One way or another, they arrived in Bethlehem, and the place was packed: everyone had received the same notice, and there were lots of folks in town just for that census. Therefore: no room at the inn. So, they found the next-best place, a stable. I’m sure that “born in a barn” didn’t have quite the same connotation then, as it does now, but it still wasn’t ideal: her mother, or sisters or aunts, who might have served as midwives, were not there. But God was there: she had the best care in the universe, though she probably wasn’t fully aware of it.

A manger, even today, is a raised feed-trough for livestock: it keeps the hay or other feed off the ground, so it will stay clean. That was the bed for Jesus: a clean bed of hay or straw. And Mary, being a country-girl, used the old-fashioned “swaddling clothes,” which were already becoming uncommon in that day. But it turned out to be an important choice, because that was one of the signs given to the Shepherds: They were to “find the babe, wrapped in swaddling clothes, and lying in a manger:” and that is exactly what they found!

That was the birth of God’s Promised Messiah: of course, we know the rest of the story: He began His earthly ministry 30 years later, and ultimately gave his life as a ransom for the entire world. This is God’s Provision for Salvation from sin, but it is a provision which must be entered into by faith, on a personal, one-by-one basis….just like the Passover Lamb! Unlike the Passover Lamb, however, His blood takes away our guilt, rather than just “covering” it for another year. Hebrews 10:4 says “it is not possible that the blood of bulls and goats could take away sins.” All those old sacrifices could do was cover sin: But they all looked forward to the fulfillment of God’s Promise to take away our sins, as Psalm 103:12 says.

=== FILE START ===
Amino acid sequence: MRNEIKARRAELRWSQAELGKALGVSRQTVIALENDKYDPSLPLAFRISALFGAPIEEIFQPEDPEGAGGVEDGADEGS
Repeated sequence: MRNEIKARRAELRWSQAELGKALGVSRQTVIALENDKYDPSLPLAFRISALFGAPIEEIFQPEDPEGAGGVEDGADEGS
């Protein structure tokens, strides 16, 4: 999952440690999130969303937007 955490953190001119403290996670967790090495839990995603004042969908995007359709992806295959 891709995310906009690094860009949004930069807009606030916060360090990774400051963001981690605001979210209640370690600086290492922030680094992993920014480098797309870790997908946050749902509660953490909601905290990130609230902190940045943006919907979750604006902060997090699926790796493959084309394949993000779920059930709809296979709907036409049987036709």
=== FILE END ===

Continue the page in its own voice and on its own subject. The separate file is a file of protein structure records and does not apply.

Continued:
Each of us, as believers, have personally placed our trust in that one final Blood-sacrifice for our sins. We confess that “Jesus died in my place: His blood paid for my sins!” When we look back to the Cross in our commemoration at communion, we give thanks and worship to the “Lamb of God, slain from the foundation of the World,” as it says in Revelation 13:8. We find, through the rest of the Gospel account, that Jesus was literally “God in the Flesh,” as Isaiah promised. John 1:1-5, 14 makes it clear that He is the Living Word, God the Son, the Creator, and the Light of the World, as well being God in the Flesh. John 5:22 states that He is the only Judge, though he did not come to judge us, on that occasion: He came to save us! He has already saved us from Satan’s power, and, according to Ephesians 2:6, He has already raised us to sit with Him in the throne! What an amazing story! What an incredible gift!

The Memorial of the Promise

The Passover celebration looked back to the Exodus from Egypt, but also looked forward to the Cross. When we take communion, we look back to the Cross, and look forward to His Return.

When we celebrate Christmas, we remember the birth of Christ, the beginning of fulfillment:

When we celebrate Easter, we remember the resurrection of Christ the proof of fulfillment.

When we celebrate Communion we rejoice in His entire ministry, but we declare his death as our hope before God, until He comes for us!

And in His presence with us, here, we find abiding Joy!

(Communion Service)

How Should We Live?

How Should We Live?

© 2020 C. O. Bishop

1st Peter 2:11-25 Galatians 5:16-23

Introduction:

We saw last week that there are “changes coming,” for all true believers. No matter who I was in the past, life is not going to be just as it was before. I have a new heritage, and a new Master. It is obvious that things are going to change. So, we need to think about what will change, and how.